The Growing Season: A Review
The Growing Season, Helen Sedgwick’s second novel, does not set out to radically alter the reader’s world view. Its goal is neither to posit advances in medical science as something to be feared and abhorred; nor to euphorically postulate these advances as the inevitable, triumphant epitome of a species that has transcended itself.
The pouch has long been accepted as the best way to have children, as it allows adults to circumnavigate the plethora of biological, socio-economical, political, and religious issues that dictate natural birth.
In a world that recognises pregnancy, childbirth, and parenthood as society’s cornerstone (not its inconvenient truth), the pouch is the perfect, perfectly safe, perfectly equal way to have a family. Its parent company, FullLife, appears open, honest, and genuinely passionate about its work, offering care plans and payment options to suit every circumstance.
By the time the novel begins, the wonder and marvel of the pouch’s technology has been relegated, much like a smartphone, to its novelty features. Pouches are no longer just life-givers (and life-savers), they are fashion accessories: celebrity endorsements, sensory inputs, and seasonal covers have become the way to guarantee your unborn child is up-to-date with the latest trends on their Birth Day.
Indeed, it is the advent of smartphones, and Sedgwick’s light, meticulous touch that makes the pouch so palatable. Twenty years ago, this novel would have seemed fantastical, futuristic, and fundamentally untenable. Now, with a generation rising behind us who have never known a world without the internet, we can easily, if uneasily, appreciate how such paradigm-shifting technology has been so seamlessly integrated into everyday life. Who, now, would go to the library before reaching for their phone? Who, then, could possibly choose a natural birth, with its inherent and varied risks, over the pouch?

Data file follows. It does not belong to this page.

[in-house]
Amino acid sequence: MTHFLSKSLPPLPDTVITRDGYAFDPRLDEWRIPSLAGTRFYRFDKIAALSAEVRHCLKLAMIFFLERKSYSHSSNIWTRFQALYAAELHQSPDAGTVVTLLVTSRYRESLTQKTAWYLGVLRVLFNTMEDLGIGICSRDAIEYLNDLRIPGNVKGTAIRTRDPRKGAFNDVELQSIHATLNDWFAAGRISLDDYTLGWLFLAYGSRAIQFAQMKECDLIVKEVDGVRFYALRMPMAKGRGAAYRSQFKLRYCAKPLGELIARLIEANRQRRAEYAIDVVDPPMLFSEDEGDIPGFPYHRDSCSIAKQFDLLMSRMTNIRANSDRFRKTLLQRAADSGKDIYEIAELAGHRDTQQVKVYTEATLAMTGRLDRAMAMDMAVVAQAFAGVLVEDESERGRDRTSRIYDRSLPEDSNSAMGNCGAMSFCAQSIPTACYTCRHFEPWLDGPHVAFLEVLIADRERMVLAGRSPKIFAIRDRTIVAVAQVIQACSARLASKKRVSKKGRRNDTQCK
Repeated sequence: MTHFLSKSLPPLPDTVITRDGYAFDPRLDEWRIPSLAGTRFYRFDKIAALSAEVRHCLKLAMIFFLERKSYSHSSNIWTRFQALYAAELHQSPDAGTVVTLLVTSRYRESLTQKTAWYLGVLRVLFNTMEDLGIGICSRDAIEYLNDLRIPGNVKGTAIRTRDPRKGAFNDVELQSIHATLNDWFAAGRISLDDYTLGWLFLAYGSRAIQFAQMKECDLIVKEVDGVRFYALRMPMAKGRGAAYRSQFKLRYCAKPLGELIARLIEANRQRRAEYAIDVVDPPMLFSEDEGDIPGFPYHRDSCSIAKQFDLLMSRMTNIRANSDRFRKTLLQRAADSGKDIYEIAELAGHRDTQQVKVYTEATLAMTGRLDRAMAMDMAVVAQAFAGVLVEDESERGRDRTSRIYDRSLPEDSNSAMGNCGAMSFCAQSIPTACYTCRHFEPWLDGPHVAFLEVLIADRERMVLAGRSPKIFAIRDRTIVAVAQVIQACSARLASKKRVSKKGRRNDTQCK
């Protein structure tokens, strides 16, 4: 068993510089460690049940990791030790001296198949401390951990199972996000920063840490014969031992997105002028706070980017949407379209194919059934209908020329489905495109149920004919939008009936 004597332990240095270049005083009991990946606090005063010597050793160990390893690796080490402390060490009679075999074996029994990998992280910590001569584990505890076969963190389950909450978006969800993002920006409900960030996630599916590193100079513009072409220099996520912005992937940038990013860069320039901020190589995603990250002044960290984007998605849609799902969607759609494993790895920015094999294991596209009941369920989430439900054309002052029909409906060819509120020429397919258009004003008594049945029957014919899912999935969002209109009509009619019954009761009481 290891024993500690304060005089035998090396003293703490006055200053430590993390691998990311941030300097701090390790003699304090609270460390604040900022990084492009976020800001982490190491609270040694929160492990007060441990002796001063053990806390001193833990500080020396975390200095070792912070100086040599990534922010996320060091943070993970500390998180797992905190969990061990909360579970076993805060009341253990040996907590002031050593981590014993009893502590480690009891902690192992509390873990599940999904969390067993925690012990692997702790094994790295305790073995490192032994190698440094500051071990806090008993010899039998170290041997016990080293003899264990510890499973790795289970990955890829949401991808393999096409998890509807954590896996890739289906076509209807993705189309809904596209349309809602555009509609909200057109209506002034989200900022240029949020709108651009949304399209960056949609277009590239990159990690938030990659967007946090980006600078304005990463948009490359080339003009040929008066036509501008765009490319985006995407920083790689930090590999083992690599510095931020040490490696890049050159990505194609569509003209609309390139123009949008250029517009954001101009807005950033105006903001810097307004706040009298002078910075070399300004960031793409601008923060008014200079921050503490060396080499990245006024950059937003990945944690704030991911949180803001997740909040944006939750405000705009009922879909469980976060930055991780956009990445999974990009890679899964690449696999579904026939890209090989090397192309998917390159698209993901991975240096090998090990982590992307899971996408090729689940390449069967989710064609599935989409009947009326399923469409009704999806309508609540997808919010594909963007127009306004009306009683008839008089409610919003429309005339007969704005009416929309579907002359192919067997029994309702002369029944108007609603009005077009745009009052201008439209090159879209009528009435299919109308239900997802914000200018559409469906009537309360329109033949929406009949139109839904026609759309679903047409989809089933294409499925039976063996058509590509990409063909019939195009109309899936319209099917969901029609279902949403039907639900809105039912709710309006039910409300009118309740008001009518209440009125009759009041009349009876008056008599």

This is the challenge faced by Avigail and her daughter Eva. Working against the common belief that the pouch is without fault (even when they themselves have benefitted from its invention), Eva is forced to shut down her mother’s campaign for answers and accountability because people simply do not want to know. That is, until an unusual media silence and a chance connection stir Eva’s suspicions, and compel her to finish what her mother started.
Sedgwick successfully navigates the complex and multifaceted intricacies of The Growing Season by refusing to sensationalize the characters and events of her story. There are no social avengers, determined to destroy life as we know it; no evil corporation hell-bent on treachery and malicious deceit; no star-crossed lovers who can only live and die in absolutes. That is not to say the novel is without loss, heartache, and pain. But the circumstances are human, and so, it follows, are their consequences. Replete with human efforts and error, The Growing Season beautifully captures a paradoxical but fundamental truth: the knowledge that perfection is unattainable does not diminish the worthiness of its pursuit.
(Harvill Secker, 320 p. ISBN-13: 978-1911215950, £12.99: Published 7th September 2017)